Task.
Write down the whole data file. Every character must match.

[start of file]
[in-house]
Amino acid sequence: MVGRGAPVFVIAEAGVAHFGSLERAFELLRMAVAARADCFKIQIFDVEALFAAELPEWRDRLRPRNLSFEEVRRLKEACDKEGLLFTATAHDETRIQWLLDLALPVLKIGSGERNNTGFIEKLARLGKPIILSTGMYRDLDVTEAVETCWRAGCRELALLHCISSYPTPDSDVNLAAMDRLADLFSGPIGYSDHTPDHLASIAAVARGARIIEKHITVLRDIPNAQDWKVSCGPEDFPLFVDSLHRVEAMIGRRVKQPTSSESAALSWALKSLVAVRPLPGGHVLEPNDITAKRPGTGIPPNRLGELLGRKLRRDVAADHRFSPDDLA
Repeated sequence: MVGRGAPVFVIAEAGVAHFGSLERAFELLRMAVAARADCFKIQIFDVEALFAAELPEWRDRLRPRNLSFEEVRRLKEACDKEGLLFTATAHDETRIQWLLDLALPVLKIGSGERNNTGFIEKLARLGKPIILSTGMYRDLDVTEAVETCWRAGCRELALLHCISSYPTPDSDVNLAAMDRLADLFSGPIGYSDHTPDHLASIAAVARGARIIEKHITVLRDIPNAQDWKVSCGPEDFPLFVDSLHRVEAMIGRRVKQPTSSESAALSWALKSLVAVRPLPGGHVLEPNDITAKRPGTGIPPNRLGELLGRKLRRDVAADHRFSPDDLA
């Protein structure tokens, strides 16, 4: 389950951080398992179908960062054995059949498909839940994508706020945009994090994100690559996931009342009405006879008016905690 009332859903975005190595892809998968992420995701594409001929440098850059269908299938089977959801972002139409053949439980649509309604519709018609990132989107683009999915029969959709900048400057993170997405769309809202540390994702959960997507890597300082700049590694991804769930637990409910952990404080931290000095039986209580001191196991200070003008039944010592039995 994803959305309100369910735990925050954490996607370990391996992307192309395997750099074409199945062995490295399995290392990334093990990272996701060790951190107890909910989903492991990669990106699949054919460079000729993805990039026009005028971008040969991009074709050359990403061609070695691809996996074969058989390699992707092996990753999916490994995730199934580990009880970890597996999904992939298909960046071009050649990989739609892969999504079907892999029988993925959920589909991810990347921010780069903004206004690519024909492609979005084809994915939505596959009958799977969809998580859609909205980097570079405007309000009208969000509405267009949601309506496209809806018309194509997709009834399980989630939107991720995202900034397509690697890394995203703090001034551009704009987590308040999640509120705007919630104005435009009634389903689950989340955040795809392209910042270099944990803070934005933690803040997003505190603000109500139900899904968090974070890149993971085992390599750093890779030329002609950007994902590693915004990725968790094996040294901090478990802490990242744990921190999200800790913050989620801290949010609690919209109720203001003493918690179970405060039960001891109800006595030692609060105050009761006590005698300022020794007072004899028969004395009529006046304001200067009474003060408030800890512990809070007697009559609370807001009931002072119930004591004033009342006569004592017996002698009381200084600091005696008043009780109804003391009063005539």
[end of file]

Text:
[in-house]
Amino acid sequence: MVGRGAPVFVIAEAGVAHFGSLERAFELLRMAVAARADCFKIQIFDVEALFAAELPEWRDRLRPRNLSFEEVRRLKEACDKEGLLFTATAHDETRIQWLLDLALPVLKIGSGERNNTGFIEKLARLGKPIILSTGMYRDLDVTEAVETCWRAGCRELALLHCISSYPTPDSDVNLAAMDRLADLFSGPIGYSDHTPDHLASIAAVARGARIIEKHITVLRDIPNAQDWKVSCGPEDFPLFVDSLHRVEAMIGRRVKQPTSSESAALSWALKSLVAVRPLPGGHVLEPNDITAKRPGTGIPPNRLGELLGRKLRRDVAADHRFSPDDLA
Repeated sequence: MVGRGAPVFVIAEAGVAHFGSLERAFELLRMAVAARADCFKIQIFDVEALFAAELPEWRDRLRPRNLSFEEVRRLKEACDKEGLLFTATAHDETRIQWLLDLALPVLKIGSGERNNTGFIEKLARLGKPIILSTGMYRDLDVTEAVETCWRAGCRELALLHCISSYPTPDSDVNLAAMDRLADLFSGPIGYSDHTPDHLASIAAVARGARIIEKHITVLRDIPNAQDWKVSCGPEDFPLFVDSLHRVEAMIGRRVKQPTSSESAALSWALKSLVAVRPLPGGHVLEPNDITAKRPGTGIPPNRLGELLGRKLRRDVAADHRFSPDDLA
């Protein structure tokens, strides 16, 4: 389950951080398992179908960062054995059949498909839940994508706020945009994090994100690559996931009342009405006879008016905690 009332859903975005190595892809998968992420995701594409001929440098850059269908299938089977959801972002139409053949439980649509309604519709018609990132989107683009999915029969959709900048400057993170997405769309809202540390994702959960997507890597300082700049590694991804769930637990409910952990404080931290000095039986209580001191196991200070003008039944010592039995 994803959305309100369910735990925050954490996607370990391996992307192309395997750099074409199945062995490295399995290392990334093990990272996701060790951190107890909910989903492991990669990106699949054919460079000729993805990039026009005028971008040969991009074709050359990403061609070695691809996996074969058989390699992707092996990753999916490994995730199934580990009880970890597996999904992939298909960046071009050649990989739609892969999504079907892999029988993925959920589909991810990347921010780069903004206004690519024909492609979005084809994915939505596959009958799977969809998580859609909205980097570079405007309000009208969000509405267009949601309506496209809806018309194509997709009834399980989630939107991720995202900034397509690697890394995203703090001034551009704009987590308040999640509120705007919630104005435009009634389903689950989340955040795809392209910042270099944990803070934005933690803040997003505190603000109500139900899904968090974070890149993971085992390599750093890779030329002609950007994902590693915004990725968790094996040294901090478990802490990242744990921190999200800790913050989620801290949010609690919209109720203001003493918690179970405060039960001891109800006595030692609060105050009761006590005698300022020794007072004899028969004395009529006046304001200067009474003060408030800890512990809070007697009559609370807001009931002072119930004591004033009342006569004592017996002698009381200084600091005696008043009780109804003391009063005539």